What will it take to make Europe more innovative? As the World Economic Forum’s Global Competitiveness Report has consistently indicated, increasing the quantity, quality and impact of innovation is one of the biggest challenges facing Europe’s economy. And it’s a very interesting challenge indeed – while Europe has six of the top 10 innovative economies in the world, on average the region performs poorly when compared to other key benchmark economies such as the United States, Japan and Korea, while countries such as China are fast catching up to Europe’s innovation levels in terms of capabilities and output of new commercial ideas.

One way of supporting European innovation is to promote entrepreneurs and fast-growing companies, a topic we explored in last year’s report on Fostering Innovation-Driven Entrepreneurship in Europe, which highlighted the challenge of scaling innovative ideas in a fragmented, regulatory complex regional market where access to growth capital is limited. This report showed that Europe does not have a significant shortage of entrepreneurial talent or ambition – but it does have a shortage of dynamic firms that grow rapidly in both value and employment terms, with entrepreneurs and large businesses increasingly concerned about how they can innovate successfully in today’s highly competitive global markets.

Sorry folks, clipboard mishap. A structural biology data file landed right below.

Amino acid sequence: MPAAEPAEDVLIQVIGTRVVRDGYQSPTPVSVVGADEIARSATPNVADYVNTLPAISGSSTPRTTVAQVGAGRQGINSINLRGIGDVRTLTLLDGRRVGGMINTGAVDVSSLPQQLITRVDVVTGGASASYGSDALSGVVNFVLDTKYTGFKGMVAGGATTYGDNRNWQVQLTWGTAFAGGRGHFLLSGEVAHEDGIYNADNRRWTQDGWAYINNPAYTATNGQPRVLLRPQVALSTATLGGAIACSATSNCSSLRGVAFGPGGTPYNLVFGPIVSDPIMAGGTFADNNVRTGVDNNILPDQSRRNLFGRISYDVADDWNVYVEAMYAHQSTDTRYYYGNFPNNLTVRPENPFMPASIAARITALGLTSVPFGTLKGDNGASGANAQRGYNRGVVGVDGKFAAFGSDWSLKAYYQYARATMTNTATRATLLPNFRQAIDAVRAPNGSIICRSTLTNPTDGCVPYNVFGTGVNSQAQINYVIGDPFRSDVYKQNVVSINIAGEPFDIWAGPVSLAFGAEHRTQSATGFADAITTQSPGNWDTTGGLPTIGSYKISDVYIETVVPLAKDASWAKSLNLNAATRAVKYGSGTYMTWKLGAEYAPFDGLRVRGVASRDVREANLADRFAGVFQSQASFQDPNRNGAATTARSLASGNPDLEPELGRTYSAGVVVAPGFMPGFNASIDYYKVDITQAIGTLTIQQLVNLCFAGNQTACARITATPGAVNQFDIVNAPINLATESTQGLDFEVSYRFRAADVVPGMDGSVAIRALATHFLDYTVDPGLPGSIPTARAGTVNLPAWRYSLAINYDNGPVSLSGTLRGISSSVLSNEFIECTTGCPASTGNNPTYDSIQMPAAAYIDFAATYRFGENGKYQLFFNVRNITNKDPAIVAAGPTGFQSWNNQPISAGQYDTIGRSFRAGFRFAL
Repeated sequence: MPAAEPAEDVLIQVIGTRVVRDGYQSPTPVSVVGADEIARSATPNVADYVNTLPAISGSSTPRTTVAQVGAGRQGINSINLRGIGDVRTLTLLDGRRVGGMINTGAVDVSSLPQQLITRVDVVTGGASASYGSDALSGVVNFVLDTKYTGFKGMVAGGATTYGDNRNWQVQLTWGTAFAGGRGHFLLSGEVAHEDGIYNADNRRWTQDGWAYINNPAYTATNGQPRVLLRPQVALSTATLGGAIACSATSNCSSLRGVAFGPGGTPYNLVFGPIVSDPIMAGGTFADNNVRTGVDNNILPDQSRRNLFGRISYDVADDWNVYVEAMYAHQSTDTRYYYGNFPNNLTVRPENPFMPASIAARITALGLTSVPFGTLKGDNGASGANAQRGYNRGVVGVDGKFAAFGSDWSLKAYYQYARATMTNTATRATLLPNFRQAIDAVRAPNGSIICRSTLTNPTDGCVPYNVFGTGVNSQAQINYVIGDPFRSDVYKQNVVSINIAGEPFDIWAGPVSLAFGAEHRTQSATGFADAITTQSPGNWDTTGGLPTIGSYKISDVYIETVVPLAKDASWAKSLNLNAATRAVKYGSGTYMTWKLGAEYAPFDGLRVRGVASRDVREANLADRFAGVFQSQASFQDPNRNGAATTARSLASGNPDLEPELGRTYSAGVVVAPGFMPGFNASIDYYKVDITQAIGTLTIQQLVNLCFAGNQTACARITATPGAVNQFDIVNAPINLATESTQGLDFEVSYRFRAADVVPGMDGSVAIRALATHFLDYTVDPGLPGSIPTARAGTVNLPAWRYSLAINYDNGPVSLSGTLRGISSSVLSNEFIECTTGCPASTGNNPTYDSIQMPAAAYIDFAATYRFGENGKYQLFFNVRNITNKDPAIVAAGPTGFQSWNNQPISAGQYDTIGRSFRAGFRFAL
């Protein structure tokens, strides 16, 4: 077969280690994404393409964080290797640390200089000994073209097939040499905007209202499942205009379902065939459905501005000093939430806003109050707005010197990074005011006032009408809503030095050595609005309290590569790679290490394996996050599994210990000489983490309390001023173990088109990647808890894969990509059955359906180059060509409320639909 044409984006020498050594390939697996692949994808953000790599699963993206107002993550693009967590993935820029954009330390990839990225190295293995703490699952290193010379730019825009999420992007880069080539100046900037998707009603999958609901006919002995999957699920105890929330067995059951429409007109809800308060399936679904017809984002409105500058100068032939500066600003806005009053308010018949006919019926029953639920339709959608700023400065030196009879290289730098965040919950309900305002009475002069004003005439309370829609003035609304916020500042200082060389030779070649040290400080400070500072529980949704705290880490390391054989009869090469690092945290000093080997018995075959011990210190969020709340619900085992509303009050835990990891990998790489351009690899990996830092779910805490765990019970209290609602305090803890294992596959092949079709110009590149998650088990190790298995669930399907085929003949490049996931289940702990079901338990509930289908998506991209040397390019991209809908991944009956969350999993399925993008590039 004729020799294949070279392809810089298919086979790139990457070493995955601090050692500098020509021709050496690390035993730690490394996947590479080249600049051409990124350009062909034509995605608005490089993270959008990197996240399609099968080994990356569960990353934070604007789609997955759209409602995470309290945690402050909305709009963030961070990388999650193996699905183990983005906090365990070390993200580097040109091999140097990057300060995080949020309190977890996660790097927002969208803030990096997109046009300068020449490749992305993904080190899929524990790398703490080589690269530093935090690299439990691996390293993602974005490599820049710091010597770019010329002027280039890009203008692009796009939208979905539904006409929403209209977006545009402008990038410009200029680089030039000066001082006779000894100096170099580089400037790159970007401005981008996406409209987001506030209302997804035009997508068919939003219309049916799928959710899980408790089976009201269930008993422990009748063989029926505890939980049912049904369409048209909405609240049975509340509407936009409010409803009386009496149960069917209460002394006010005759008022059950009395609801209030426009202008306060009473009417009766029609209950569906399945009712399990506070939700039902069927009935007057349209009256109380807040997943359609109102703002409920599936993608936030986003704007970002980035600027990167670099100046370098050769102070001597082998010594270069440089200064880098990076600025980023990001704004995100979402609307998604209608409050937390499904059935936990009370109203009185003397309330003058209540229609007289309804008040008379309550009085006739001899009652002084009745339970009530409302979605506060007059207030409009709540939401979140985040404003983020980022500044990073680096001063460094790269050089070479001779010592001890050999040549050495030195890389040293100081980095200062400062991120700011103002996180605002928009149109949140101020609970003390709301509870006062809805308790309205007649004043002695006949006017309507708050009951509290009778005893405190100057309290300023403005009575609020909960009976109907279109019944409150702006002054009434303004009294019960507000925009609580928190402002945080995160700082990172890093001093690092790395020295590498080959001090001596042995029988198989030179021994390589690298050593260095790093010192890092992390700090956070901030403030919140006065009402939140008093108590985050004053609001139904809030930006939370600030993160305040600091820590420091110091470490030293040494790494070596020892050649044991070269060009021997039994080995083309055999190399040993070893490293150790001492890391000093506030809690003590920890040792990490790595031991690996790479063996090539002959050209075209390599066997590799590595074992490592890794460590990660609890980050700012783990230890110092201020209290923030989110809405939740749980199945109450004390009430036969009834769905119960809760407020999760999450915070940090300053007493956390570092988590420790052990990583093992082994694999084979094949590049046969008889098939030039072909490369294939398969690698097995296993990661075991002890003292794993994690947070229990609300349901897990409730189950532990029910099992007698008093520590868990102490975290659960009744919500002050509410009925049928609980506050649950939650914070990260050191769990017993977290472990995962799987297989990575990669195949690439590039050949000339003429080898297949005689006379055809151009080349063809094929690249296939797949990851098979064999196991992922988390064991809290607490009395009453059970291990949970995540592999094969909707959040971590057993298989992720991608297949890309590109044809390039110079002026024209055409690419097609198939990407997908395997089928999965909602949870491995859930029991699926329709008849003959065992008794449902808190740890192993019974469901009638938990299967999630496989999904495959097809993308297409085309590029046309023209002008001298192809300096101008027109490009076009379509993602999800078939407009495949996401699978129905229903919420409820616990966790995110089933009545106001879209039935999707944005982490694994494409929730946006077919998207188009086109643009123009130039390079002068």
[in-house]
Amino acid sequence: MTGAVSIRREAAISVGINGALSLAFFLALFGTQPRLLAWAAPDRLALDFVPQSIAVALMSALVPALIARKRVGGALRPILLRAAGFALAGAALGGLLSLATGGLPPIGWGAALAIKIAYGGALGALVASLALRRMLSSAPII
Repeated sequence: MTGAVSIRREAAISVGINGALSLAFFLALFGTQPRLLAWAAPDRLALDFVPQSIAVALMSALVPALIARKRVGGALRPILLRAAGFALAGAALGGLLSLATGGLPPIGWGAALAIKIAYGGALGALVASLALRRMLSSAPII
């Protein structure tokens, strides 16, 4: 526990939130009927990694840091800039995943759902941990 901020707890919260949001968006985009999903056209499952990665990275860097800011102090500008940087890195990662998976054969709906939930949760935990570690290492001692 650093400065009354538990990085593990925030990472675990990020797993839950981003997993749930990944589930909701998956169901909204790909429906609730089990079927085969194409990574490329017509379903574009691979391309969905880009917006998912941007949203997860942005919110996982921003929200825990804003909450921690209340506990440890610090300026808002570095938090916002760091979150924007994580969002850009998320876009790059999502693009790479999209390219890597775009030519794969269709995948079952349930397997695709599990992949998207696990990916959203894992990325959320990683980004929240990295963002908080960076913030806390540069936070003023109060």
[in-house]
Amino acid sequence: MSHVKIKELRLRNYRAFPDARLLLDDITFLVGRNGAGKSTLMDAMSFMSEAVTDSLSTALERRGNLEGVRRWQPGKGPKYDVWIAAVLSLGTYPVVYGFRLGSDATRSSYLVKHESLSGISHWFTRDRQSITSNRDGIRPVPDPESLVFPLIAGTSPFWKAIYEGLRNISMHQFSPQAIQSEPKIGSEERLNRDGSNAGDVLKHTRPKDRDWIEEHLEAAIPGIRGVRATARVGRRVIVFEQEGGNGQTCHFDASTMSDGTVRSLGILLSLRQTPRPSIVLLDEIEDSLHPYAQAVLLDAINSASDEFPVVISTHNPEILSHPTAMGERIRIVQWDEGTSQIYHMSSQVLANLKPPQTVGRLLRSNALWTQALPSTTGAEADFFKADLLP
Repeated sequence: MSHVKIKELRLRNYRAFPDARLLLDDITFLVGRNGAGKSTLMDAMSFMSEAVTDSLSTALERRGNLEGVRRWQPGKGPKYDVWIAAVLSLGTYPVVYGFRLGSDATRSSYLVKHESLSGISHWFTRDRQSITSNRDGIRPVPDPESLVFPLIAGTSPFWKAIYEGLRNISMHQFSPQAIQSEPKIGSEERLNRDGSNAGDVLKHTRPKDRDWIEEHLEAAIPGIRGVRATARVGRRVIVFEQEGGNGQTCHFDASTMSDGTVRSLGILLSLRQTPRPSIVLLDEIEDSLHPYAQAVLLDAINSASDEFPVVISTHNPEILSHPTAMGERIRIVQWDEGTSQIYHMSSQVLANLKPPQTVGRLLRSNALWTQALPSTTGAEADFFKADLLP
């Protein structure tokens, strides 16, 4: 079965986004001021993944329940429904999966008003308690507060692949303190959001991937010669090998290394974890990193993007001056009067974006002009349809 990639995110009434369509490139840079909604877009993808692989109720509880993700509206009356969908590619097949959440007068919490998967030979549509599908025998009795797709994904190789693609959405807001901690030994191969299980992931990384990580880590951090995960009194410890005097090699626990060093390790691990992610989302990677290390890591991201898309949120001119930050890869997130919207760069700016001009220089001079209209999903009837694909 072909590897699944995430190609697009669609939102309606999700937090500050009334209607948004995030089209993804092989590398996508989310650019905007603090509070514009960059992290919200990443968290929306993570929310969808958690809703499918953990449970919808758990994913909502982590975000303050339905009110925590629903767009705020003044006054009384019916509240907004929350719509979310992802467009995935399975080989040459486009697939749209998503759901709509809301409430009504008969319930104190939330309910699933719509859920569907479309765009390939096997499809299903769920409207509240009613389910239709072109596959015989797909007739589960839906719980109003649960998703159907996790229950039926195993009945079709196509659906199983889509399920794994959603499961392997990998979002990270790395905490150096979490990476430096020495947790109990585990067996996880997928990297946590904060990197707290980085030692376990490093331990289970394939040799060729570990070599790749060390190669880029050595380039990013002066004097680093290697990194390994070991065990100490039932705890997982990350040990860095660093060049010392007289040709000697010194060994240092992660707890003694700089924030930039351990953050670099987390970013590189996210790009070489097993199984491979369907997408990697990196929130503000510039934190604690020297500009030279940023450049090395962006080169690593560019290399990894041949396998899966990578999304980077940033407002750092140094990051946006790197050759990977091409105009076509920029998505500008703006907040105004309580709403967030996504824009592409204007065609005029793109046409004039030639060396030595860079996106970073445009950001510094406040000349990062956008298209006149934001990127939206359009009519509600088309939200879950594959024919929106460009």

Taking inspiration from its new status as the International Institution for Public-Private Cooperation, the Forum today launched a new report, Collaborative Innovation: Transforming Business, Driving Growth, which highlights the potential for thoughtful and strategic partnerships between young, dynamic firms and established businesses to improve European innovation.

Based on more than 80 interviews and nine workshops over the last year, the report presents ways in which firms and policy-makers can support collaborative approaches to innovation, thereby helping high-potential ventures overcome the market failures and fragmentation that can hold firms back. The work reveals a number of important challenges facing both young and established firms, as well as strategies that can be implemented by business leaders and policy-makers to improve Europe’s innovation ecosystem.

This is not to say that collaboration is a “silver bullet” or a straightforward process. Even the most complementary partnerships are risky and complex, and involve specific skills. However, the benefits to young firms, established companies and their surrounding economies can be huge, as innovation that may not otherwise have occurred is realized and brought to scale across Europe.

The report, Collaborative Innovation: Transforming Business, Driving Growth, is available here.

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Author: Nicholas Davis, Head of Society and Innovation, World Economic Forum

Image: Employees have a discussion at the innovation lab of Swiss bank UBS in Zurich January 16, 2015. REUTERS/Arnd Wiegmann